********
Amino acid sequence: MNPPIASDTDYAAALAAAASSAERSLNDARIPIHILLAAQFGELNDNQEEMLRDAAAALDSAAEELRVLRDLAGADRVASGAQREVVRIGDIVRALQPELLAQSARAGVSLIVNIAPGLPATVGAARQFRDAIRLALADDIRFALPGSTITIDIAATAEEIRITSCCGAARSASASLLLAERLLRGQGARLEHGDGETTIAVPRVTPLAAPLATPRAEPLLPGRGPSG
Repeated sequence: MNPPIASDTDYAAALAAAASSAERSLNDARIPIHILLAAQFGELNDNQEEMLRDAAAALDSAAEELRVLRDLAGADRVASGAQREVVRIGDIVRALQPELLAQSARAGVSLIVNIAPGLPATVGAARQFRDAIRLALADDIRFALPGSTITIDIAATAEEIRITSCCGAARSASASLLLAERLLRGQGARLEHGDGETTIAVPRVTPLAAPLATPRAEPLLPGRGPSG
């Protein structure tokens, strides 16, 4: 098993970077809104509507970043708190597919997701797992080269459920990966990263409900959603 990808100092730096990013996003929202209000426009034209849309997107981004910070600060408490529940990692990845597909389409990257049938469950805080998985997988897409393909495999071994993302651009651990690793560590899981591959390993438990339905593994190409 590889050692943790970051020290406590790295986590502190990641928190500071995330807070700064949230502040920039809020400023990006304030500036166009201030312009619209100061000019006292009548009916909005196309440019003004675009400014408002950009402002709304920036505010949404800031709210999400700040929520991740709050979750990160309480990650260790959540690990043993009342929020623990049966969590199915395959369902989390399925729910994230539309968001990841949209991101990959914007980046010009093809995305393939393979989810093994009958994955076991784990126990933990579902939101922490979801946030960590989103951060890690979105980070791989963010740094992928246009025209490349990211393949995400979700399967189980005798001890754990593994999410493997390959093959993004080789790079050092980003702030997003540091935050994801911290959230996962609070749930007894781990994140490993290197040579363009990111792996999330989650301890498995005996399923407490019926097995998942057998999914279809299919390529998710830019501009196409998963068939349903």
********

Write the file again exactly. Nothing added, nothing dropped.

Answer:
Amino acid sequence: MNPPIASDTDYAAALAAAASSAERSLNDARIPIHILLAAQFGELNDNQEEMLRDAAAALDSAAEELRVLRDLAGADRVASGAQREVVRIGDIVRALQPELLAQSARAGVSLIVNIAPGLPATVGAARQFRDAIRLALADDIRFALPGSTITIDIAATAEEIRITSCCGAARSASASLLLAERLLRGQGARLEHGDGETTIAVPRVTPLAAPLATPRAEPLLPGRGPSG
Repeated sequence: MNPPIASDTDYAAALAAAASSAERSLNDARIPIHILLAAQFGELNDNQEEMLRDAAAALDSAAEELRVLRDLAGADRVASGAQREVVRIGDIVRALQPELLAQSARAGVSLIVNIAPGLPATVGAARQFRDAIRLALADDIRFALPGSTITIDIAATAEEIRITSCCGAARSASASLLLAERLLRGQGARLEHGDGETTIAVPRVTPLAAPLATPRAEPLLPGRGPSG
């Protein structure tokens, strides 16, 4: 098993970077809104509507970043708190597919997701797992080269459920990966990263409900959603 990808100092730096990013996003929202209000426009034209849309997107981004910070600060408490529940990692990845597909389409990257049938469950805080998985997988897409393909495999071994993302651009651990690793560590899981591959390993438990339905593994190409 590889050692943790970051020290406590790295986590502190990641928190500071995330807070700064949230502040920039809020400023990006304030500036166009201030312009619209100061000019006292009548009916909005196309440019003004675009400014408002950009402002709304920036505010949404800031709210999400700040929520991740709050979750990160309480990650260790959540690990043993009342929020623990049966969590199915395959369902989390399925729910994230539309968001990841949209991101990959914007980046010009093809995305393939393979989810093994009958994955076991784990126990933990579902939101922490979801946030960590989103951060890690979105980070791989963010740094992928246009025209490349990211393949995400979700399967189980005798001890754990593994999410493997390959093959993004080789790079050092980003702030997003540091935050994801911290959230996962609070749930007894781990994140490993290197040579363009990111792996999330989650301890498995005996399923407490019926097995998942057998999914279809299919390529998710830019501009196409998963068939349903």